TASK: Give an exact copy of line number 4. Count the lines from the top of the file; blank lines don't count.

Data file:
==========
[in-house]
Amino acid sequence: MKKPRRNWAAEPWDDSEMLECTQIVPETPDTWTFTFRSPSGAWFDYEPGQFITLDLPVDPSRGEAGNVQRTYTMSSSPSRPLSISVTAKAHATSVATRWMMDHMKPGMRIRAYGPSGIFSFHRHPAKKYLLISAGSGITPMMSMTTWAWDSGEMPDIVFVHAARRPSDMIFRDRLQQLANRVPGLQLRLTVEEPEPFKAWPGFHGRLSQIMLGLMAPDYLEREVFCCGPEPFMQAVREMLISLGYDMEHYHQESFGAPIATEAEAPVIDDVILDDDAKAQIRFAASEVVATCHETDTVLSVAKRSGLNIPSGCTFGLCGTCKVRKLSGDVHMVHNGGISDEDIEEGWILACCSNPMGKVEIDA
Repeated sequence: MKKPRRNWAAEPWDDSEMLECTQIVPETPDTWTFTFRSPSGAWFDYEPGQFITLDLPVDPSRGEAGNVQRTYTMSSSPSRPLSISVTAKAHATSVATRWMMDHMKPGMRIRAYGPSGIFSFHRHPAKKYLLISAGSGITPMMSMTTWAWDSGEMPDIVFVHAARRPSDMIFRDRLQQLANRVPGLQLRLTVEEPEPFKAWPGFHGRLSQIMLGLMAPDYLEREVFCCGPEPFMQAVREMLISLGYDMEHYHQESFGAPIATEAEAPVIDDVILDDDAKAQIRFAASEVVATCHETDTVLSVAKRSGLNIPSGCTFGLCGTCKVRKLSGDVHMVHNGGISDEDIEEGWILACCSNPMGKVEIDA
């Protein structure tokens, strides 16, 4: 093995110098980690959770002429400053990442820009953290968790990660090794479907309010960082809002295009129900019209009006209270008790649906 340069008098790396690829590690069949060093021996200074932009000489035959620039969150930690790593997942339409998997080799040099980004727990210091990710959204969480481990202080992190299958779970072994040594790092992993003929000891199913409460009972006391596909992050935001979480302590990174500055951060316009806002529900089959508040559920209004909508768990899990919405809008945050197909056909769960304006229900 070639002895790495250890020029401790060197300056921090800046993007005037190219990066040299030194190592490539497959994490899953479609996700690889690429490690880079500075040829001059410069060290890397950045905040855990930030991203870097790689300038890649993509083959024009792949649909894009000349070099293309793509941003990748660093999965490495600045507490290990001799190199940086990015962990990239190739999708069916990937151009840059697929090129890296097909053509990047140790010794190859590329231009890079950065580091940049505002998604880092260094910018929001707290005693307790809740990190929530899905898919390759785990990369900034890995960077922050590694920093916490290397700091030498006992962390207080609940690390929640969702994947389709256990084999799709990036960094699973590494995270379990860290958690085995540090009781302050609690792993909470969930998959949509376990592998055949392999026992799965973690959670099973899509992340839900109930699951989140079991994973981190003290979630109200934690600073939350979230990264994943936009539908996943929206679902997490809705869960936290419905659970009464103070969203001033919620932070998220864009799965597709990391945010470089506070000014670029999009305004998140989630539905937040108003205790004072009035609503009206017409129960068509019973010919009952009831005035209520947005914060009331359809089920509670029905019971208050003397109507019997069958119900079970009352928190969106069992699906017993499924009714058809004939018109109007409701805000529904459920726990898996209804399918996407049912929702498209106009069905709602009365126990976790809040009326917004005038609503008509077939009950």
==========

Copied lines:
């Protein structure tokens, strides 16, 4: 093995110098980690959770002429400053990442820009953290968790990660090794479907309010960082809002295009129900019209009006209270008790649906 340069008098790396690829590690069949060093021996200074932009000489035959620039969150930690790593997942339409998997080799040099980004727990210091990710959204969480481990202080992190299958779970072994040594790092992993003929000891199913409460009972006391596909992050935001979480302590990174500055951060316009806002529900089959508040559920209004909508768990899990919405809008945050197909056909769960304006229900 070639002895790495250890020029401790060197300056921090800046993007005037190219990066040299030194190592490539497959994490899953479609996700690889690429490690880079500075040829001059410069060290890397950045905040855990930030991203870097790689300038890649993509083959024009792949649909894009000349070099293309793509941003990748660093999965490495600045507490290990001799190199940086990015962990990239190739999708069916990937151009840059697929090129890296097909053509990047140790010794190859590329231009890079950065580091940049505002998604880092260094910018929001707290005693307790809740990190929530899905898919390759785990990369900034890995960077922050590694920093916490290397700091030498006992962390207080609940690390929640969702994947389709256990084999799709990036960094699973590494995270379990860290958690085995540090009781302050609690792993909470969930998959949509376990592998055949392999026992799965973690959670099973899509992340839900109930699951989140079991994973981190003290979630109200934690600073939350979230990264994943936009539908996943929206679902997490809705869960936290419905659970009464103070969203001033919620932070998220864009799965597709990391945010470089506070000014670029999009305004998140989630539905937040108003205790004072009035609503009206017409129960068509019973010919009952009831005035209520947005914060009331359809089920509670029905019971208050003397109507019997069958119900079970009352928190969106069992699906017993499924009714058809004939018109109007409701805000529904459920726990898996209804399918996407049912929702498209106009069905709602009365126990976790809040009326917004005038609503008509077939009950």